Steve Kirsch invented and owns a patent on an early version of the optical mouse. After bringing multiple successful startup companies through IPO and corporate buy-out, he set up a $75M charitable fund and became a philanthropist. In 2003, Hillary Clinton presented Kirsch with a National Caring Award from the Caring Institute in Washington DC.

Mr. Kirsch founded Mouse Systems Corporation in 1982. After he left the company, he co-founded Frame Technology Corp. in 1986 to market the FrameMaker publishing software. After Frame was acquired by Adobe Systems, he founded a Web portal company, Infoseek Corporation, in 1994. After Infoseek was acquired by Disney, he founded Propel Software Corporation in 1999. As of 2007, he was leading Abaca Technology Corp., which makes a spam filter that is reported to achieve very high levels of accuracy.

Steve has written much about the Integral Fast Reactor and its ability to solve the world's dire problems.

Steve's Article on the IFR


Google spent $250M to research whether aggressive adoption of renewable energy would be sufficient to halt global warming.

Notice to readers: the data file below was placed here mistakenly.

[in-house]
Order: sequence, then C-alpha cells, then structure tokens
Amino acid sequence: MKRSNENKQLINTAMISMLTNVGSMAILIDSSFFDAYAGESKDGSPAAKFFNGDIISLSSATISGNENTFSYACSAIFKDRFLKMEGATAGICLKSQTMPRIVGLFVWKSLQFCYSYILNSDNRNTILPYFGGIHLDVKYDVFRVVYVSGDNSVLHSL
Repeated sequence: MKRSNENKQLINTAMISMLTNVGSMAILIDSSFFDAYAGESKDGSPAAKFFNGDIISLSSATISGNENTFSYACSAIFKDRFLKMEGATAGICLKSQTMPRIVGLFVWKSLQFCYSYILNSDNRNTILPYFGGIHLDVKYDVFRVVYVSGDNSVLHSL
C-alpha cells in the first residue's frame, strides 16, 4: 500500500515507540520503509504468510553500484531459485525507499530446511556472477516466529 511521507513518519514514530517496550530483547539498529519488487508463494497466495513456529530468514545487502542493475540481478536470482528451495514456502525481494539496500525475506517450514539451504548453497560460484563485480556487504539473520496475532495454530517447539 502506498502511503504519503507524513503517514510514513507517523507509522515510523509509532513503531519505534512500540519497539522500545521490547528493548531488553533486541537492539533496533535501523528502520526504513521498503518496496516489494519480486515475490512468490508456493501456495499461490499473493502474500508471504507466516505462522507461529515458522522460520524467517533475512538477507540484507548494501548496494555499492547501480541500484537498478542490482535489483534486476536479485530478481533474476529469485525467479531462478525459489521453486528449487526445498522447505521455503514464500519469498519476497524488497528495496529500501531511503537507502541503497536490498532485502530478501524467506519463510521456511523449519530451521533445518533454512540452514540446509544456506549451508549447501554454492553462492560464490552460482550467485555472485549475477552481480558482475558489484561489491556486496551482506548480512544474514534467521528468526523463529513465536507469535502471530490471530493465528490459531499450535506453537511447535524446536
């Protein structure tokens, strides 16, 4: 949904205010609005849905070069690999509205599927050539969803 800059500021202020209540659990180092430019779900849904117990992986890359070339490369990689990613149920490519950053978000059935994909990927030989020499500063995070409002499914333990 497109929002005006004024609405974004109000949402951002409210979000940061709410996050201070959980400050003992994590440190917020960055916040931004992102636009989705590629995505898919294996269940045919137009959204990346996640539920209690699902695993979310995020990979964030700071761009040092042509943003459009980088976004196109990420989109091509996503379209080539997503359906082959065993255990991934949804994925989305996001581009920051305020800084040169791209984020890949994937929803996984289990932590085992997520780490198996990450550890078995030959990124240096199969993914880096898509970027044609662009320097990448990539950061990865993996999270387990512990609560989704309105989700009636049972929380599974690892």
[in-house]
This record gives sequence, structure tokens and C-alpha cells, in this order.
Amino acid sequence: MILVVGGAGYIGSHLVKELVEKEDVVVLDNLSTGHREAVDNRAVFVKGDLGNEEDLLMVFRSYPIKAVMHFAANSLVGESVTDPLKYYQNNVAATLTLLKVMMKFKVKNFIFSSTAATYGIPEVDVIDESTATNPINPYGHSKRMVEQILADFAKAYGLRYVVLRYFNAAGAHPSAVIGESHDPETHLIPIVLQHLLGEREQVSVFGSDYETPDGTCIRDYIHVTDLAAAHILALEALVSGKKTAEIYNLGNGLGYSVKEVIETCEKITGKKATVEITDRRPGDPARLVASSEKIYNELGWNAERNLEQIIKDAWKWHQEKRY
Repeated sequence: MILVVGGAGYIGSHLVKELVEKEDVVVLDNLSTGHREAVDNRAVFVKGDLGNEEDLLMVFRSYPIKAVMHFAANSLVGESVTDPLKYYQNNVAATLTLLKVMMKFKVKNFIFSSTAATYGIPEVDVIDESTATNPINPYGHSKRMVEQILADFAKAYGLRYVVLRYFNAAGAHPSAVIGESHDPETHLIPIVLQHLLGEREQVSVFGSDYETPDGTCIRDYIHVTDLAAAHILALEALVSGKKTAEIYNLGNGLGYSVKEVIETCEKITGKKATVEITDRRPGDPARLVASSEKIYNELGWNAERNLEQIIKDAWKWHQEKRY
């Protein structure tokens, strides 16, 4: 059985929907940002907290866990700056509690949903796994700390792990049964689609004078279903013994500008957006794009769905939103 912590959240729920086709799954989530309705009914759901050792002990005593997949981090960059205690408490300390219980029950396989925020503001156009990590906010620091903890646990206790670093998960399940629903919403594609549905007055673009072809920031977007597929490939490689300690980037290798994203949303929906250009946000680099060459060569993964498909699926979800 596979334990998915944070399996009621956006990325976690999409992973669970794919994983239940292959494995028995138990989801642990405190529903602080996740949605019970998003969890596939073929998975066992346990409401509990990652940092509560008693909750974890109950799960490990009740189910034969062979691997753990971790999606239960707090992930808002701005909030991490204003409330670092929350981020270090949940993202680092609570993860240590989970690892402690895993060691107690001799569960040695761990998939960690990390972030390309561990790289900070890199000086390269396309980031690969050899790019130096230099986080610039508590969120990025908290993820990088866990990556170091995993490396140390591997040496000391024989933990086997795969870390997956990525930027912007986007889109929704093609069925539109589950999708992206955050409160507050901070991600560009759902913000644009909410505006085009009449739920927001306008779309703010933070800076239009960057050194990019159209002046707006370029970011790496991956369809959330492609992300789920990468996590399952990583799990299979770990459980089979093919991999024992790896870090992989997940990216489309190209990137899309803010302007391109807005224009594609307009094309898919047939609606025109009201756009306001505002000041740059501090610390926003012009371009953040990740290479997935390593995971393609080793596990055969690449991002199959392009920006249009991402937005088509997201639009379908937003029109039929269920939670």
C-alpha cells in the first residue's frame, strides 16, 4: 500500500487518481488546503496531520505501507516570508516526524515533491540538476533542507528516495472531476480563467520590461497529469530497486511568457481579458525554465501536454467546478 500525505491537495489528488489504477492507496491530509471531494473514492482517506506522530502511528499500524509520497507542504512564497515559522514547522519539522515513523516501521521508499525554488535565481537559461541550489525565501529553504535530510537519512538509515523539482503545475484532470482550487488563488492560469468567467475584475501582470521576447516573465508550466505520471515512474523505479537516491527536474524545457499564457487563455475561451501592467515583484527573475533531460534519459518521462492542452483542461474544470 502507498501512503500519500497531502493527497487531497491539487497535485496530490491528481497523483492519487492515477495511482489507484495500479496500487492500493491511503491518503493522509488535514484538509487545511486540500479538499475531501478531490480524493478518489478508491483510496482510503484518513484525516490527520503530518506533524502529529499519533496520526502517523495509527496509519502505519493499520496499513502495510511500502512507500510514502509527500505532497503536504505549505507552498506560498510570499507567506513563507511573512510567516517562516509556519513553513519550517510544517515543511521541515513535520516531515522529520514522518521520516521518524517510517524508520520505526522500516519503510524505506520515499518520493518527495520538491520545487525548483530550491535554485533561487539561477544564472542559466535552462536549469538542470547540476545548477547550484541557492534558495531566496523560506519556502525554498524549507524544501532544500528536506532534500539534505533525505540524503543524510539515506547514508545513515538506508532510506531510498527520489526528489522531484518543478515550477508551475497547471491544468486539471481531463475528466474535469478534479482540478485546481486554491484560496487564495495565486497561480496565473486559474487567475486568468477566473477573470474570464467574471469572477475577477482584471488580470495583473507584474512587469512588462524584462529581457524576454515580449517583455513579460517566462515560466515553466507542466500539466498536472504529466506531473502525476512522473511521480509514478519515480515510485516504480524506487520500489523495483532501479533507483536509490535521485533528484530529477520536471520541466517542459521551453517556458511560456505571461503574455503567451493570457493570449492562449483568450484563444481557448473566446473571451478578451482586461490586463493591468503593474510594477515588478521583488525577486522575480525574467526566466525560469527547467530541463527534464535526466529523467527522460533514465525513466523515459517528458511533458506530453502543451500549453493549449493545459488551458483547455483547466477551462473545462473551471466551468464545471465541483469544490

Their conclusion was simple: Renewable energy 'simply WON'T WORK'

As noted in Google Engineers Explain Why They Stopped R&D in Renewable Energy,

"Trying to combat climate change exclusively with today’s renewable energy technologies simply won’t work; we need a fundamentally different approach," wrote Google's Ross Koningstein and David Fork in a piece published yesterday in IEEE's Spectrum.

This means we need a power technology that can produce carbon free power on a reliable basis (24x7) that is not "renewable." There is only one option left on the table: nuclear energy.

Advanced nuclear designs such as the Integral Fast Reactor (IFR) are passively safe and use our existing nuclear waste for fuel. The small amount of waste product produced from these reactors is easily sequestered.

Unfortunately, after 30 years of flawless operation, President Clinton pulled the plug on these reactors telling Congress that the clean power from these reactors was no longer needed.

The fact remains that nuclear power is the safest form of power ever created (least number of deaths per kwH for any power technology). In the US for example, coal kills 20,000 people per year while there have been no deaths attributed to nuclear power in its entire history in the US.

So why aren't we spending billions of dollars to perfect and cost reduce these advanced reactors and supplying them to China and other emerging economies?

We have no other option left on the table. If there is a better option, what is it?

Steve Kirsch Home Page 

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